She disappeared around the back of the car and Gabriel steeled himself. “Even I can feel this cold,” he managed through clenched teeth. “How do they know we’re coming?”

“They just know things,” she shrugged. “They’re prophets. They know everything.”

Gabriel nodded and let the information sink in. “Because they’re vampires.”

“That’s right.”

“And they couldn’t send a sled or something?”

She fixed him with a glare. “Do you really think this is the time to be messing around and making jokes?”

“Who’s joking? Anyway, if they know everything because they’re vampires, then why don’t I know everything as well?”

To his surprise, she finally laughed and smiled. “Because Gabriel, they’re hundreds of years old. They’ve had time to refine their skills. You’re still a baby, and you’re not a vampire. You’re a strigoi.”

Her comment was like a punch in the face. A baby. And what did that make her, his babysitter? The thought got the better of him and found its way to his lips. “I don’t need a babysitter Aurora if that’s what you’re trying to say.”

She lifted her bag out of the trunk and dropped it onto the ground. “Gabriel…”

“I may not know all there is to know about vampires and all of this demon stuff, but I’m not a baby.”

“Gabriel, we have a seriously long hike ahead of us. Please don’t start this now.”

Tiny snowflakes had scattered across the bridge of her nose like sugar sprinkled on sweetbread.

“I’m just saying I’m not a baby is all.”

“Okay, you’re not a baby. Now can we get going? Like I said, it’s a long hike.”

He reached into the back of the car and pulled out his own backpack. When he closed the trunk he noticed that snow had already started to gather around the wheels. By the time they got back to the car it would be buried under metres of snow. At least it wouldn’t be stolen he thought as he pulled the pack onto his back.

They travelled for 20 miles in silence before Aurora stopped and turned to him. “I didn’t mean anything by what I said back there,” she began. “I don’t think of you, like that.”

He hitched his backpack up higher. “You don’t think of me like what?”

“Like a baby. It wasn’t anything personal.”

But instead of smiling and telling her it was okay, he stopped and stared straight ahead. “Aurora be quiet.”

“No Gabriel, it’s important.”

“Do not take another step,” he warned.

But determined to have her way, Aurora started back toward him. “We have to talk about this and I don’t need you telling me what to do.”

But this time he was having none of it. “God damn it Aurora, just for once will you listen to me? Stop where you are and do not move.”

And then she saw the cougar.

“Gabriel I didn’t feel it,” she whispered. “I can’t communicate with it.”

“Just keep still,” he warned. “Do not move.”

But the cougar moved first and Gabriel instantly leapt into action. One minute he was standing in front of her and the next he was down on the ground. She caught flashes of his navy jumper as he and the cat rolled over and over. She fell to her knees, slamming her palms against the snow, desperate to communicate with the animal, but when she closed her eyes and focused her mind the space around her remained empty. There was no way for her to help him.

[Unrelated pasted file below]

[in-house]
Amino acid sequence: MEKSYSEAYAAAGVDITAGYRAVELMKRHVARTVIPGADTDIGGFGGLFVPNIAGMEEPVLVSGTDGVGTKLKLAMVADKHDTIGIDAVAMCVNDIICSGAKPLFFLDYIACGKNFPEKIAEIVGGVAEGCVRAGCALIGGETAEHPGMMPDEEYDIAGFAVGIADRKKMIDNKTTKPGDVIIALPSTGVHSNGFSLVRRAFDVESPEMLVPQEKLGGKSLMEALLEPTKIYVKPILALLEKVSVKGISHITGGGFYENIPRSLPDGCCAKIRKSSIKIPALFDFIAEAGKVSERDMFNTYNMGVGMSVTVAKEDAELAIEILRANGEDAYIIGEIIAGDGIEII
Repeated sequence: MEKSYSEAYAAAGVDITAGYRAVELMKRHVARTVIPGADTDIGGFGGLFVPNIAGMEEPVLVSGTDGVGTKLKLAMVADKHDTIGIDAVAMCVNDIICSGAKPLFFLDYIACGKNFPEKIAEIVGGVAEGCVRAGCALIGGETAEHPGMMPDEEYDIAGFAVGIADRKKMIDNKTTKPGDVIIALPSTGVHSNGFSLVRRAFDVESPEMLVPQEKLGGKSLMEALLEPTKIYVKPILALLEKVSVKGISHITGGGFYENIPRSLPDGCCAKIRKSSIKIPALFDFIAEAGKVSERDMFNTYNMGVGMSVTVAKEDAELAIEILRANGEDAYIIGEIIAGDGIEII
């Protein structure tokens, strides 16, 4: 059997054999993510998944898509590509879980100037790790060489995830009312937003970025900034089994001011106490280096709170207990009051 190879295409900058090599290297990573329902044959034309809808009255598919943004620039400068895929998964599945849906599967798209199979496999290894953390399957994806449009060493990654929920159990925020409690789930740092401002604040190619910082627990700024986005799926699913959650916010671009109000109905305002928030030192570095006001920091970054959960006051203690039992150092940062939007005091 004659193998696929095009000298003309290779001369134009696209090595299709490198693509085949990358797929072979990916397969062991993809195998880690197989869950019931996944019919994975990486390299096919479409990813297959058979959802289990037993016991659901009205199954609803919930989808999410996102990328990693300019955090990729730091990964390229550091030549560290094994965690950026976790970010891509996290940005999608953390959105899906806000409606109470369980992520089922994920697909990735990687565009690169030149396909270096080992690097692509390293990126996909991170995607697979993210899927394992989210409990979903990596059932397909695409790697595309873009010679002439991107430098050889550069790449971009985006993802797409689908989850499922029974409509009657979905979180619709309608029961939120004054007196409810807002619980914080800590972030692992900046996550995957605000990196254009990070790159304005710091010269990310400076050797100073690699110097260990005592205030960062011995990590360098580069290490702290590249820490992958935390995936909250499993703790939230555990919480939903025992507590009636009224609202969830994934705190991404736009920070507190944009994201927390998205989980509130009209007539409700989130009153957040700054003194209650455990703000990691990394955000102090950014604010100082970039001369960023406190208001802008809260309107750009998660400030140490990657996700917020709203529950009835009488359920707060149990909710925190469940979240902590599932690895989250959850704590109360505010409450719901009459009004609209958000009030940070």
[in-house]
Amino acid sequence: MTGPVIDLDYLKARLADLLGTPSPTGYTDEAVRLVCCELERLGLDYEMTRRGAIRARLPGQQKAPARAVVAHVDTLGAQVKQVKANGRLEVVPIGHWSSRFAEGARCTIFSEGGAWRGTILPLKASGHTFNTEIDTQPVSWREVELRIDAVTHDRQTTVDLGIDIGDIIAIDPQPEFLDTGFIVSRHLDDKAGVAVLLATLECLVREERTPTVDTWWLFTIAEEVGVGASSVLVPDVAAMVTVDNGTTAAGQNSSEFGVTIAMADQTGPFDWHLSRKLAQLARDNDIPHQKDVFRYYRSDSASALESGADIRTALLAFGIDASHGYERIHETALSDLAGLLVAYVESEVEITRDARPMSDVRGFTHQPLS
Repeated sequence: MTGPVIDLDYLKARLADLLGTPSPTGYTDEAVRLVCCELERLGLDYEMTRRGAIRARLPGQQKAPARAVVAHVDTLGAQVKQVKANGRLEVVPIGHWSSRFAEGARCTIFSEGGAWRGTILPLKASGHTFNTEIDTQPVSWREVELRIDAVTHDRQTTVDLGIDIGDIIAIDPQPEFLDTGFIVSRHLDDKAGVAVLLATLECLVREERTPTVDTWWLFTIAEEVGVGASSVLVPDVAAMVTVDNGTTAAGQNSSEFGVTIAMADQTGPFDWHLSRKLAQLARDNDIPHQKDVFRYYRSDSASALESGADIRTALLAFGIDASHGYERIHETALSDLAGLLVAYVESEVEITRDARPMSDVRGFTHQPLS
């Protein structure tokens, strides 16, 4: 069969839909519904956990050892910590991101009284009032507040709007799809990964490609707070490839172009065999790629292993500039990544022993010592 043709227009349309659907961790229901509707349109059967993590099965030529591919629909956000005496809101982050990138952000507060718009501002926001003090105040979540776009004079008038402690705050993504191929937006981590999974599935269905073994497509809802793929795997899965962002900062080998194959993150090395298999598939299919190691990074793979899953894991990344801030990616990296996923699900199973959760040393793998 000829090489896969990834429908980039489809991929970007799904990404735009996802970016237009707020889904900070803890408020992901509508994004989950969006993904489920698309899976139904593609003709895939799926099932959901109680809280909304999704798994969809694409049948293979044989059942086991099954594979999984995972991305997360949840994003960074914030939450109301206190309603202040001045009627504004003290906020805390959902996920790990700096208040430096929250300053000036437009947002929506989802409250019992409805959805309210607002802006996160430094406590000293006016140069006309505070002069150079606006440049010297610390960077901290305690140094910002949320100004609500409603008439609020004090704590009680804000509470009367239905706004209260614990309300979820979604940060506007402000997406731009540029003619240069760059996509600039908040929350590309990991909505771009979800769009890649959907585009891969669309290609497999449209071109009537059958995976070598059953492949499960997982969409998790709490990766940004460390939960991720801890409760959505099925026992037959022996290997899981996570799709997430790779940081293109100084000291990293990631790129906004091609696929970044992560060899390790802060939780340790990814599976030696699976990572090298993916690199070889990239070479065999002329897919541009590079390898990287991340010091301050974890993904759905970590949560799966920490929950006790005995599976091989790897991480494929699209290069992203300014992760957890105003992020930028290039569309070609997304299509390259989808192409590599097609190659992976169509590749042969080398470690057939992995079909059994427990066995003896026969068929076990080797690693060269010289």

The cat tore at Gabriel’s jumper. It bit into his arm lacerating the skin and he screamed in pain but fought back, manoeuvring himself until he was holding the cat around its neck. As she watched, Aurora was surprised at his ferocity. When the cat sunk its teeth into his bicep he quickly let go, giving it the chance to slip out from under him and take flight into the dense forest. When it disappeared behind the pine trees he got to his feet and stared after it. She knew he was fast enough to give chase, but quickly realised that he was also the kind of man who would not kill unless he had to, much like her father had been.

She started toward him, but he held up his hand to stop her coming any closer.

“Gabriel, are you alright?”

“I’m fine Aurora.” He reached for the pack he had tossed to one side and started rifling through it.

“But your chest and your arm,” she whispered. “You’re hurt.”

She reached out and gently touched the scratches on his bare skin. “You didn’t turn,” she managed. “I thought you’d…”

“You thought I’d what? Turn into a monster?”

Aurora could see the sickening twist of hate that clouded his eyes. “No, I didn’t mean…”

Gabriel sighed and looked at her. “I can control it, most of the time. Now just let it be, I’ll heal quickly enough.”

He was clearly upset but he had fought the cougar to keep her safe. Even in the heat of battle he had controlled himself enough not to turn. It had saved the cat’s life. The least she owed him was an apology.

“I really am sorry Gabriel,” she began. “I…

But with a wave of his hand he brushed it aside and pulled a clean sweater from his bag. “Just forget it.”